• by SplashMyBandit ( 1543257 ) on Tuesday April 03, 2012 @05:01PM (#39565129)
    > Microsoft has always been one of the best innovators about new technology. Not really. Microsoft are early adopters, but they are not really innovators who discover new stuff (with a few exceptions). Ask yourself who invented: TCP/IP? virtualization? 3D graphics? MP3s? the web browser? DOS? vector display graphics and printing? the spreadsheet? the word-processor? the smart phone? Javascript? VM based applications (nb: .NET is a Windows-oriented re-implementation of the JVM that has been extended in useful ways)? blah blah. Unfortunately it seems you don't you your computing history at all (easy for those who pre-date it to remember what went on). The rest of your post is true though - but don't believe the mythos that Microsoft created the computing environment we have today - they are genius' at moneytizing it, but they didn't invent it.
  • Re:Hyper-V (Score:5, Informative)

    by TheNinjaroach ( 878876 ) on Tuesday April 03, 2012 @05:03PM (#39565155)

    They haven't contributed to the betterment of Linux on the whole.

    I was with you on this for the past decade. Then on November of 2011, they went and did this []. Real Linux drivers for SQL Server? Yeah!

    And if you don't think that counts towards the betterment of Linux, then we're just going to have to disagree!

  • I'm surprised to see this as news; it was discussed about nine months ago in Jon Corbet's article in [].

    K. Y. Srinivasan topped the list of changeset contributors with a massive set of cleanups to the Microsoft HV driver in the staging tree; it's impressive to see how much cleanup less than 15,000 lines of code can require.

    It appears that Microsoft's contribution needed a lot of cleaning up to bring it up to scratch.

  • by s.petry ( 762400 ) on Tuesday April 03, 2012 @05:41PM (#39565731)

    Microsoft has always been one of the best innovators about new technology. Against the popular belief on Slashdot, they have contributed a lot to computer technology, innovations, and of course, Linux too.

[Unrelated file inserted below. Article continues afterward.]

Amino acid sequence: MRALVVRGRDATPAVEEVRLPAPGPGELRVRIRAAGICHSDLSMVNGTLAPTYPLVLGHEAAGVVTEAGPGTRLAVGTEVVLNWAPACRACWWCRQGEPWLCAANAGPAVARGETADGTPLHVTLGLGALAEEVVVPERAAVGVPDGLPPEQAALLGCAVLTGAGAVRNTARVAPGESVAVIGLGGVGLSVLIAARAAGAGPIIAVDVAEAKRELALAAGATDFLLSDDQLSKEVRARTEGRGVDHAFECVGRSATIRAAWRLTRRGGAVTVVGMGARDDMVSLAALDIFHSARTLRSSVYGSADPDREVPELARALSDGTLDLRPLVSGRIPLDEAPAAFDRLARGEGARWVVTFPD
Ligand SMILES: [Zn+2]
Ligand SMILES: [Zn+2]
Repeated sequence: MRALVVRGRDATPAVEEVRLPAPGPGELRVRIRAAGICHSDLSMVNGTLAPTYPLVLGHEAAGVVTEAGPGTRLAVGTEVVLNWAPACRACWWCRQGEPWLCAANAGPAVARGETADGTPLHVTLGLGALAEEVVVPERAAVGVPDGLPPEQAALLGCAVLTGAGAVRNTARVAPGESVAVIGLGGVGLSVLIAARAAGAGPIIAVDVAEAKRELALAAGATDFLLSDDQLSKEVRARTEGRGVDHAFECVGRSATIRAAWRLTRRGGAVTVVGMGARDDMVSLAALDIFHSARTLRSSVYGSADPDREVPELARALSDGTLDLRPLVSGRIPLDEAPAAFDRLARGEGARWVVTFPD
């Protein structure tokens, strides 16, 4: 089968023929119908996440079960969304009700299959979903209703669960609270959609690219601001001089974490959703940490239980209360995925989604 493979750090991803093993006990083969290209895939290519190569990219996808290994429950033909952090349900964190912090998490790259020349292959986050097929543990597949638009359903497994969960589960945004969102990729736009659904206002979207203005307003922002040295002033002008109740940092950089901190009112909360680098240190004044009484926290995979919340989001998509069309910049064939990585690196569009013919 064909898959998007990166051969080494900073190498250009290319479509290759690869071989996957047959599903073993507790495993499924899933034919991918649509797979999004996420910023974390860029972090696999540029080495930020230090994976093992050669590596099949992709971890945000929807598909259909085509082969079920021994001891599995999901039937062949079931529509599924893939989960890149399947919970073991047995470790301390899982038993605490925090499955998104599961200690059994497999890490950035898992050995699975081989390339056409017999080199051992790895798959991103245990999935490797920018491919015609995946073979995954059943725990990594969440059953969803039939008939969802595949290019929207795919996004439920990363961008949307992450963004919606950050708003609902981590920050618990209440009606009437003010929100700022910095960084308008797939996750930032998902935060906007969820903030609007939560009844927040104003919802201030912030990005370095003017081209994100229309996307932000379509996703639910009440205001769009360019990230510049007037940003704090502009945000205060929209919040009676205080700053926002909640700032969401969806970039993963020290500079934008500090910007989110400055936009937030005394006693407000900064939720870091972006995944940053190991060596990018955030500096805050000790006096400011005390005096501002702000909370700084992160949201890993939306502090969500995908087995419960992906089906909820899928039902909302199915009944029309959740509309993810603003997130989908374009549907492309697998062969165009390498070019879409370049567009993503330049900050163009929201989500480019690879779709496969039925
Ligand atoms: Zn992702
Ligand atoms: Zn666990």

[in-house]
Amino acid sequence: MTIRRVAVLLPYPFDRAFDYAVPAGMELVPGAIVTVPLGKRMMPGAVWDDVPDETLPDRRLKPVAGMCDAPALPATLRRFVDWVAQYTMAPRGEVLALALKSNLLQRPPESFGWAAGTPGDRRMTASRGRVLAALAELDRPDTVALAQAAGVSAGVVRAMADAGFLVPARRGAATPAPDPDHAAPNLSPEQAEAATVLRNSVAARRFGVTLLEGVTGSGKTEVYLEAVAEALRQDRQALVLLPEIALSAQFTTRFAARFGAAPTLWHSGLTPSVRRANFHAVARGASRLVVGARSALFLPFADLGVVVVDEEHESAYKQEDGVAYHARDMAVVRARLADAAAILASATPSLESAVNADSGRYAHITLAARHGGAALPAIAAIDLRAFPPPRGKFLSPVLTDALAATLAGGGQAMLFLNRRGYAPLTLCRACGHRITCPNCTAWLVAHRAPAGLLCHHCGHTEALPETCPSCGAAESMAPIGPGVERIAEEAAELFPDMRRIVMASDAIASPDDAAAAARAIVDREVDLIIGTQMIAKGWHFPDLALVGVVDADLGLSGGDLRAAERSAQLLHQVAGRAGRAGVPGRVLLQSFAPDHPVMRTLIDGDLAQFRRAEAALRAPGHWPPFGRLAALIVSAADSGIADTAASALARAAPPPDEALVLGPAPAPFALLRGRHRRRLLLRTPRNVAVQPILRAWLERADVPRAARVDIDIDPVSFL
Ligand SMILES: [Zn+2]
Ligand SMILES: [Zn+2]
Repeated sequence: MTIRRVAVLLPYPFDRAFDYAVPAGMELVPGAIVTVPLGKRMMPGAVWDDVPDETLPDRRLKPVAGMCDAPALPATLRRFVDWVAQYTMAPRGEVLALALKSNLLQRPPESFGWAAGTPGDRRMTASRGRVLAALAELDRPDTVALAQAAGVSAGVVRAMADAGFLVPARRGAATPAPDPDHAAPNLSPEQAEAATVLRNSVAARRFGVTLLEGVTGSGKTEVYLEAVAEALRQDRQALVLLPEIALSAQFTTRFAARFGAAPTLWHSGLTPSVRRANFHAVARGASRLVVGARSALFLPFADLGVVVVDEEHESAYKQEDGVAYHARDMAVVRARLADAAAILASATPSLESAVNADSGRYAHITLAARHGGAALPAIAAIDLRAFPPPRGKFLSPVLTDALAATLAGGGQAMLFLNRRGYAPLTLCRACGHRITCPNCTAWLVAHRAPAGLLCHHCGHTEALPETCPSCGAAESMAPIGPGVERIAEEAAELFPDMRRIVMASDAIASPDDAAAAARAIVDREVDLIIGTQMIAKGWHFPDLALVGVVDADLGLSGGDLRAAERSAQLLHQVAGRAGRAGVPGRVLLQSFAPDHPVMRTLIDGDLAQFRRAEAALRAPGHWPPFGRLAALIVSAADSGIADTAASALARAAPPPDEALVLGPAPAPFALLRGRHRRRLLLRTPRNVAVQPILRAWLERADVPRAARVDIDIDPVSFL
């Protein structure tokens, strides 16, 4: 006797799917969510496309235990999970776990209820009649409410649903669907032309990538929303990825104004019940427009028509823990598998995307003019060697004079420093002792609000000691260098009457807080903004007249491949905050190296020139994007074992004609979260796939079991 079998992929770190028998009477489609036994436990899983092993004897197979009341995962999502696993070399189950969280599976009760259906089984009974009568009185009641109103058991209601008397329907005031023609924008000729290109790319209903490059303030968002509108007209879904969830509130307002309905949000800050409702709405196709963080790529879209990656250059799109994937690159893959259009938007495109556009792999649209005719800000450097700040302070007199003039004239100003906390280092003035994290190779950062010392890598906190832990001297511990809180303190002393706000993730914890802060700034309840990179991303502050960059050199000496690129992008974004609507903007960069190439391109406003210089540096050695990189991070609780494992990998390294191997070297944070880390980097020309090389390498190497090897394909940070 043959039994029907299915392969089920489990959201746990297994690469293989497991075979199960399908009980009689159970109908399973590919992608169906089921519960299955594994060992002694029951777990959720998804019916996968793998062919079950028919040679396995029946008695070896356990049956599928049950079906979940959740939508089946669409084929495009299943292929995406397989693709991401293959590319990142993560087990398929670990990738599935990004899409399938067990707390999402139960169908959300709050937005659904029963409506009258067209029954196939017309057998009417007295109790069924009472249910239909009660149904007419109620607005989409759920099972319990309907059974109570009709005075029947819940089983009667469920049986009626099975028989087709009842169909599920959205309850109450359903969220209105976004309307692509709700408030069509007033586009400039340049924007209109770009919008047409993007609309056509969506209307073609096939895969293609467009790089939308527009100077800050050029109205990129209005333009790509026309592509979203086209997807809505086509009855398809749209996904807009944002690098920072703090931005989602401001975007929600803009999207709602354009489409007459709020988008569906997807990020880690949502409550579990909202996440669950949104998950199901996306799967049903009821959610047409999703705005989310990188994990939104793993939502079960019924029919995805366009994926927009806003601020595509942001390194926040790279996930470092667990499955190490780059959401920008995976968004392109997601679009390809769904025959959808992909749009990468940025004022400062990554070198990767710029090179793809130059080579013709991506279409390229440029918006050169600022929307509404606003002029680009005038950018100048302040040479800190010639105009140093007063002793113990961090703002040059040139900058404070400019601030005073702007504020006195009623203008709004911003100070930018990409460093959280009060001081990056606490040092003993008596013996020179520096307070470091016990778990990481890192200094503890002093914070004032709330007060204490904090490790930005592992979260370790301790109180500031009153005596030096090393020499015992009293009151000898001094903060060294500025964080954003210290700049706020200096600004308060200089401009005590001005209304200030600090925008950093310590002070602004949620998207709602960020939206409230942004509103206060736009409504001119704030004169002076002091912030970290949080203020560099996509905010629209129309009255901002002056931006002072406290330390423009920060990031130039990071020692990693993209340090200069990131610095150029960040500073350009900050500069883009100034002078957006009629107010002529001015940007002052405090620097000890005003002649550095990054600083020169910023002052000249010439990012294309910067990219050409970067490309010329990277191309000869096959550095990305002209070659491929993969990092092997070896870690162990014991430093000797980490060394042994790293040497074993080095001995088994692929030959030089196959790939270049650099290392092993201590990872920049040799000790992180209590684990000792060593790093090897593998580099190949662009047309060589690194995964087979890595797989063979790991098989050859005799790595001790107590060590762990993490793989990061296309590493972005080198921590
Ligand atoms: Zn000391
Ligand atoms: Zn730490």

First, I really hope you do some investigation on the history of Microsoft and the products that they claim to have innovated. You will find that many of us have very legitimate bias against Microsoft and their so called "innovation".

    Example: Microsoft during Windows 95 release was adamant about not producing a TCP/IP stack for Windows claiming that the Internet was a waste of time and there is nobody in their right mind that would use it. Microsoft released and poured cash into their own proprietary network protocol (NetBUI).

    When the hopes of crushing the Internet were dashed, Microsoft started releasing a TCP stack which broke communication with non Windows hosts. The original TCP/IP specification was to respond to an ACK once. Microsoft released a stack which sent and expected 2, and invented the term "Crippled Network" for anything that did not respond that way. Throttling bandwidth to any non-Microsoft host to make it appear that anything was slower than Microsoft. (An interesting piece of trivia is that most *NIX was still faster than Windows at networking even with the throttled bandwidth.).